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The mother of invention

May 5th, 2010

Published in Today’s Local News on Mother’s Day, 2007, this column was a tribute to my mom. 

My mother passed away in 1980. I think she would have loved some of the products invented since then, and not only the high-tech devices. I’m talking about everyday items, such as Zip-lock bags, that would have thrilled her to no end. 

Mom came from the old school of plastic bag savers; she washed them out and hung them over the prongs in the dish drainer to dry. She could have had fun with Zip-locs. They could stand up by themselves, maybe even march in rows across the counter. 

Like an Inspector Gadget of the kitchen, my mom was an efficiency expert, the queen of labor-saving devices. I grew up thinking that every household was equipped with tomato knives and mushroom brushes, salad spinners and corn-on-the-cob buttering doodads. 

She always appreciated innovation. 

When Velcro came out in the ’60s, she was the first one on the block to use it for sewing clothes. 

Once she made me a school dress that featured a foot-long strip of Velcro down the front. The bosom stuck out stiffly at an angle when I sat down, so I was forever pushing it back in. 

“Aw Mom,” I complained. “Do I really have to wear this?”

 While other sixth-grade girls were stuffing socks in their bras, I was pounding at my chest to keep it flat. 

Stain Stick would have rocked my mother’s world. She used a scrub brush with gritty, gray Lava Soap for stains. Imagine if she could have rubbed some goo on a spot and let it disappear in the washing machine. 

I can only guess how she would react at the sight of me pulling a tube of Tide to Go out of my purse and erasing the smear from a strawberry I just dropped on my white shirt. 

Post-it notes? I’m not sure exactly when they came along, but I know she’d adore them. 

The original concept came out in the form of large, adhesive sheets you could tack up on the wall like a bulletin board. I used to throw things against mine at the office to see what would stick, sort of like flinging cooked spaghetti noodles at the refrigerator door.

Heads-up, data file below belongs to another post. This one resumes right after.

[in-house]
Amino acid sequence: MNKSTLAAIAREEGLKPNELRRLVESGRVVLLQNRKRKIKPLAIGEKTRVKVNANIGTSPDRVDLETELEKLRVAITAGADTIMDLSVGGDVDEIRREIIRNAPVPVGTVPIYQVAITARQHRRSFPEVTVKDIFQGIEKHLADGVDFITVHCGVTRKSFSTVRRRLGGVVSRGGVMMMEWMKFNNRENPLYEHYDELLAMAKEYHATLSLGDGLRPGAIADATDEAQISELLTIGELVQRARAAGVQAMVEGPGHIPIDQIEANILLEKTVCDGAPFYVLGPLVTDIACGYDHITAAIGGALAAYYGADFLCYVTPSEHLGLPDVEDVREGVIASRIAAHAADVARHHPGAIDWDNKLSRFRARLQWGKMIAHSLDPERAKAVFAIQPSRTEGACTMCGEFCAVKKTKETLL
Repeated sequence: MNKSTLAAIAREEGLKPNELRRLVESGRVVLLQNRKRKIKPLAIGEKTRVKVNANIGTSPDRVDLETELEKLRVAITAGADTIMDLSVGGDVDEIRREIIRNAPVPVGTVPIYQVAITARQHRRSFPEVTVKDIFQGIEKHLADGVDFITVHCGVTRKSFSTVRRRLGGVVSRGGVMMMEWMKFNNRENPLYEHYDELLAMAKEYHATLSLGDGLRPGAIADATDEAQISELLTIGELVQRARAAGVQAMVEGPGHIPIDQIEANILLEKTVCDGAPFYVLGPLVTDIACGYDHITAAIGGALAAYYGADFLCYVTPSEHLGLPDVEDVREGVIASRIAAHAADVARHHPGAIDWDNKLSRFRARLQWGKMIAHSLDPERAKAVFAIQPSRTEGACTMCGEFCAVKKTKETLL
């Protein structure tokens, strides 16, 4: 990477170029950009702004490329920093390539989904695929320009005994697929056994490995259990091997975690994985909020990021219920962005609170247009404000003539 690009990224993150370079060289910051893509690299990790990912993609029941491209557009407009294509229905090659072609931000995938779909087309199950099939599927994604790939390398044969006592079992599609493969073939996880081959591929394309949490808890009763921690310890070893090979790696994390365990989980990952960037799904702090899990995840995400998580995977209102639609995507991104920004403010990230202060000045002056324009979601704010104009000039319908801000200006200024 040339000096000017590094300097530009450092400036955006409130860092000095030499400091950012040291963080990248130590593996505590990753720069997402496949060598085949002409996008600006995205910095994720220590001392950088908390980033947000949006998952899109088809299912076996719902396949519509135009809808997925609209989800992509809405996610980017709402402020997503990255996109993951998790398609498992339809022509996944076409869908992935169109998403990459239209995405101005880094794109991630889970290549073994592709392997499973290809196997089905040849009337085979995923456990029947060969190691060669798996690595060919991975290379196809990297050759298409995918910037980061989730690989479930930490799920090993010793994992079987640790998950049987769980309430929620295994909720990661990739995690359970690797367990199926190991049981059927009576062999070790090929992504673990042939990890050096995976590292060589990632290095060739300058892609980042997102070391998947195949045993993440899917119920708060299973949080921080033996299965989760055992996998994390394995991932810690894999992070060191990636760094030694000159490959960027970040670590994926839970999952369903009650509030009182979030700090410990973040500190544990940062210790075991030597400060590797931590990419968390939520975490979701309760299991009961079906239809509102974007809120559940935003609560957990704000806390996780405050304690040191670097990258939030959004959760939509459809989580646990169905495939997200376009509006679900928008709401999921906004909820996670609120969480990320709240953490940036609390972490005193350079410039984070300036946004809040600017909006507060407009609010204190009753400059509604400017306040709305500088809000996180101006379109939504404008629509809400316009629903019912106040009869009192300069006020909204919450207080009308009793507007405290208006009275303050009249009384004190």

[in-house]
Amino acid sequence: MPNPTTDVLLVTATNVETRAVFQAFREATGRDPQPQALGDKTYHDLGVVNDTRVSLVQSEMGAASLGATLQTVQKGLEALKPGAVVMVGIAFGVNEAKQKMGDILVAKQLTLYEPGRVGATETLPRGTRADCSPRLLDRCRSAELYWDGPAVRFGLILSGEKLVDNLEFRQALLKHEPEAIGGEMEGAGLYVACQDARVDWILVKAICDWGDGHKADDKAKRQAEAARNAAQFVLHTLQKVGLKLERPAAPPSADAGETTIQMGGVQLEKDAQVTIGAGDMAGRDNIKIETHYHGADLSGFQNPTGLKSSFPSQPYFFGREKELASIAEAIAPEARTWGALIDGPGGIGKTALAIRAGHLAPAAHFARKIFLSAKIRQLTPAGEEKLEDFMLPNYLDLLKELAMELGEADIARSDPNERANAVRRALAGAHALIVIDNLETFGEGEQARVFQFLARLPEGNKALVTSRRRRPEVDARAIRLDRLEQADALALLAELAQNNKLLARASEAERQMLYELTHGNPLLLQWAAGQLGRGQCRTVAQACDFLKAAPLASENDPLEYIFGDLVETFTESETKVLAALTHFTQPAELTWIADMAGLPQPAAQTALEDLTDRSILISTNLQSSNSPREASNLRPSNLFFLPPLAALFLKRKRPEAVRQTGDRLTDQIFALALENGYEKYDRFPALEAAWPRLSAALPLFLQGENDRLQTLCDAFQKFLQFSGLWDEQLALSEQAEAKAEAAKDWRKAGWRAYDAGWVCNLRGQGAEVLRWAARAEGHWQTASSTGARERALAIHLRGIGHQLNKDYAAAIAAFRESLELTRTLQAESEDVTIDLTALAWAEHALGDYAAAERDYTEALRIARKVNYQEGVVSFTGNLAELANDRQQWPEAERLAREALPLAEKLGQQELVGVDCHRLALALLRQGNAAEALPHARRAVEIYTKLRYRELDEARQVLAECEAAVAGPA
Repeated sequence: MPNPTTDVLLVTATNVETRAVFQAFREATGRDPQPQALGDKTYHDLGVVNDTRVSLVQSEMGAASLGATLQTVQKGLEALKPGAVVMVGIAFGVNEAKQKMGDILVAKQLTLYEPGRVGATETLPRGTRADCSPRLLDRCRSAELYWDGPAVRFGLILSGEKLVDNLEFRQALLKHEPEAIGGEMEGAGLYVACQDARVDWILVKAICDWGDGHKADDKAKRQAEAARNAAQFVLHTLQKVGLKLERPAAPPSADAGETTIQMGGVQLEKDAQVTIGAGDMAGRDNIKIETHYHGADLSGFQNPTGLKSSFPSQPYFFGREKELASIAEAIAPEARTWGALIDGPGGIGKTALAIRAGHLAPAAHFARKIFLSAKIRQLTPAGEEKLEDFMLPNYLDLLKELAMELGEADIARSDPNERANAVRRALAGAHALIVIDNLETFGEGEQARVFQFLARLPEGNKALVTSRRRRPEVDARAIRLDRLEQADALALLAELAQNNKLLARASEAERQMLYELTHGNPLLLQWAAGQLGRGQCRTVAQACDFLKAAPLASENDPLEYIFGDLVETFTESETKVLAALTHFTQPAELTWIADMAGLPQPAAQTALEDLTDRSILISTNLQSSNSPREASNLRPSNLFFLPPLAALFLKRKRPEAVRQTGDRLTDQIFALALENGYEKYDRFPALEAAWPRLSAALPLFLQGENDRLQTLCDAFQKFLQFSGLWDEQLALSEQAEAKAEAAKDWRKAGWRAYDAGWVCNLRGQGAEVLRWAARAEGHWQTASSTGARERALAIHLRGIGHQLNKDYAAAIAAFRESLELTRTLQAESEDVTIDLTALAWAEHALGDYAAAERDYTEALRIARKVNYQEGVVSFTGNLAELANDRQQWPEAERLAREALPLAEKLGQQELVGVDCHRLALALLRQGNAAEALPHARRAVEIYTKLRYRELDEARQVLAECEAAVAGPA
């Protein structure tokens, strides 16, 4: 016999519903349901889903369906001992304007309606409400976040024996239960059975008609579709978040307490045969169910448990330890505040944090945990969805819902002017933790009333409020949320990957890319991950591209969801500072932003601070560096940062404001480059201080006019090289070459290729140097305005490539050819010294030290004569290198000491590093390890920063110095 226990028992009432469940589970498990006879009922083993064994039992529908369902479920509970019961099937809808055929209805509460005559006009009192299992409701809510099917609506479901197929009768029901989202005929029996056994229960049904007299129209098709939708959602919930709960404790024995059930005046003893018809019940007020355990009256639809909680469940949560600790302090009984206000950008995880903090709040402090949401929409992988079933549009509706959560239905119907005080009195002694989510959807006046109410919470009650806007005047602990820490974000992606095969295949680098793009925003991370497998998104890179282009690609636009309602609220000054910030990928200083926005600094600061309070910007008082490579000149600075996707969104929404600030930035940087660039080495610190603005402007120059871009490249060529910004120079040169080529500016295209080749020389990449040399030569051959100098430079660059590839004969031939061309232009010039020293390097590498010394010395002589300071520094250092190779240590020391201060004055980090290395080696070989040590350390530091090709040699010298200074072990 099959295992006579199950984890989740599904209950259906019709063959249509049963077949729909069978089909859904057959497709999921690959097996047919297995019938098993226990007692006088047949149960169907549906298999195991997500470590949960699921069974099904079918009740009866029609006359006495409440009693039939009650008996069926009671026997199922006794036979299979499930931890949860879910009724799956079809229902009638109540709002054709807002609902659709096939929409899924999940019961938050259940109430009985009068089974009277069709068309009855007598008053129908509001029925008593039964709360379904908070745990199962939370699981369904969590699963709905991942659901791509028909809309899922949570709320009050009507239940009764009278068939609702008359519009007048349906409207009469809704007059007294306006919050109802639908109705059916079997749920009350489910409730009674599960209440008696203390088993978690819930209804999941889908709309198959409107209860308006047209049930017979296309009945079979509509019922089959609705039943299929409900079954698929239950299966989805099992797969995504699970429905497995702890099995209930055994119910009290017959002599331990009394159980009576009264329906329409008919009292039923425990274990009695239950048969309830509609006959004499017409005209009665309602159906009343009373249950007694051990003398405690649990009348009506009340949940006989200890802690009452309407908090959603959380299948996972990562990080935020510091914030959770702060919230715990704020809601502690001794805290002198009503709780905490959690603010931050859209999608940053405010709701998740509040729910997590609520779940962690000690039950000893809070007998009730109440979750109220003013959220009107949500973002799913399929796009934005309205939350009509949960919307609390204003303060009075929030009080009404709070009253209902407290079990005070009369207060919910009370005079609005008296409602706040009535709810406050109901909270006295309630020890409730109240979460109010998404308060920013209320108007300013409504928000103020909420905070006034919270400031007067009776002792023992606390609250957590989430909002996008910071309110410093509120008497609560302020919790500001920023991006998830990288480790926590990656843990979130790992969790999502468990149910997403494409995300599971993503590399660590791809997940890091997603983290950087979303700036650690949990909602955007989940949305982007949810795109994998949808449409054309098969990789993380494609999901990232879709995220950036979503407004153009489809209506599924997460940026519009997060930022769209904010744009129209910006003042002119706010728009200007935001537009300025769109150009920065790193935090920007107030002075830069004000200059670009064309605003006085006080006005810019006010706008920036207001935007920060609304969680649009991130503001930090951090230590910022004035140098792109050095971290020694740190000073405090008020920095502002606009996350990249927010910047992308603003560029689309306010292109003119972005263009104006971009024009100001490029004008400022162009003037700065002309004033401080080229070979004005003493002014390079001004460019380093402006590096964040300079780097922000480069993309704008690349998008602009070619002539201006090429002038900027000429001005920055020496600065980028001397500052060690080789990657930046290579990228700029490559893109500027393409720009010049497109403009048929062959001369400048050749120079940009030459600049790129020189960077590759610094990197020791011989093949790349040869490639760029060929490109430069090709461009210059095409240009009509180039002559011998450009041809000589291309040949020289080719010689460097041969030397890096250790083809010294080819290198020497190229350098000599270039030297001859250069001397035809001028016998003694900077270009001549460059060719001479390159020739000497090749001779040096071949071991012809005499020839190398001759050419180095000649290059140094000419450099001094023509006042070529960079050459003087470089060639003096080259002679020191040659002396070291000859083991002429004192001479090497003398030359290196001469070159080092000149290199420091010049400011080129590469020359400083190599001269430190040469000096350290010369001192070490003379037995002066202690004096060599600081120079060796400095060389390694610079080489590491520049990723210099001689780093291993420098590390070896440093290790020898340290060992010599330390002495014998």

From there it was just a short, inspired leap to the colorful sticky notes we use today. And did you realize they were an accident? Some sort of failure by the glue inventors. You know heads had to roll on that one. 

Speaking of adhesives, let’s not overlook the clear, snot-like material often found on junk mail. It’s that line of stretchy glue that comes on slick-paper mailings. Hard to believe somebody’s making a killing from inventing rubber boogers, but it’s true. 

They’re loads of fun to peel up and roll between your fingers. I personally enjoy hanging them from my nose—but not in public. 

Which reminds me: when I was a kid, we would suck on a piece of Scotch tape until the glue separated from the cellophane. I’m probably not the only one who did this, or who spread Elmer’s glue on my palms just so I could peel it off when it dried. And for the record, I wasn’t a paste eater. 

If my mom were around today, I bet she’d be one of those cool grannies who carries an iPod and Facebooks her grandkids.

She’d definitely have a cell phone, and if I called to wish her a happy Mother’s Day, chances are I’d end up on call waiting. I’d sure love the chance to find out.

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